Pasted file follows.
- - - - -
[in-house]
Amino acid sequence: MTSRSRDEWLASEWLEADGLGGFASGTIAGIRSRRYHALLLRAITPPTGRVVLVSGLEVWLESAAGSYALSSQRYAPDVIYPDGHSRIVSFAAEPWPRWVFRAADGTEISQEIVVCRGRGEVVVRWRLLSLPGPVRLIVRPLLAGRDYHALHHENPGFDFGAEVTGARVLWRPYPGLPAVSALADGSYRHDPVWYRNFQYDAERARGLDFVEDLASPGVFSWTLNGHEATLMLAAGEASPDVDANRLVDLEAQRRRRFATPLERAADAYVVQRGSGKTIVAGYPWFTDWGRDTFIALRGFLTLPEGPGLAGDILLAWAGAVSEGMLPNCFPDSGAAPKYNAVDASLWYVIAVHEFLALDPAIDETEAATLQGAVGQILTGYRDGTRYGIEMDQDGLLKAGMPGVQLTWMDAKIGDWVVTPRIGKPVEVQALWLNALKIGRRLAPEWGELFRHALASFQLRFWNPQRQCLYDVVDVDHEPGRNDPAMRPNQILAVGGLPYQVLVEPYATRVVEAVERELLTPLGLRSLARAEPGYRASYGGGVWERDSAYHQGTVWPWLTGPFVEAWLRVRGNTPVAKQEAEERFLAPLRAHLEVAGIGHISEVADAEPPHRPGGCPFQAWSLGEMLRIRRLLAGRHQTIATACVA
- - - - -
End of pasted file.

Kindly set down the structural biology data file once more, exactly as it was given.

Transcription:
[in-house]
Amino acid sequence: MTSRSRDEWLASEWLEADGLGGFASGTIAGIRSRRYHALLLRAITPPTGRVVLVSGLEVWLESAAGSYALSSQRYAPDVIYPDGHSRIVSFAAEPWPRWVFRAADGTEISQEIVVCRGRGEVVVRWRLLSLPGPVRLIVRPLLAGRDYHALHHENPGFDFGAEVTGARVLWRPYPGLPAVSALADGSYRHDPVWYRNFQYDAERARGLDFVEDLASPGVFSWTLNGHEATLMLAAGEASPDVDANRLVDLEAQRRRRFATPLERAADAYVVQRGSGKTIVAGYPWFTDWGRDTFIALRGFLTLPEGPGLAGDILLAWAGAVSEGMLPNCFPDSGAAPKYNAVDASLWYVIAVHEFLALDPAIDETEAATLQGAVGQILTGYRDGTRYGIEMDQDGLLKAGMPGVQLTWMDAKIGDWVVTPRIGKPVEVQALWLNALKIGRRLAPEWGELFRHALASFQLRFWNPQRQCLYDVVDVDHEPGRNDPAMRPNQILAVGGLPYQVLVEPYATRVVEAVERELLTPLGLRSLARAEPGYRASYGGGVWERDSAYHQGTVWPWLTGPFVEAWLRVRGNTPVAKQEAEERFLAPLRAHLEVAGIGHISEVADAEPPHRPGGCPFQAWSLGEMLRIRRLLAGRHQTIATACVA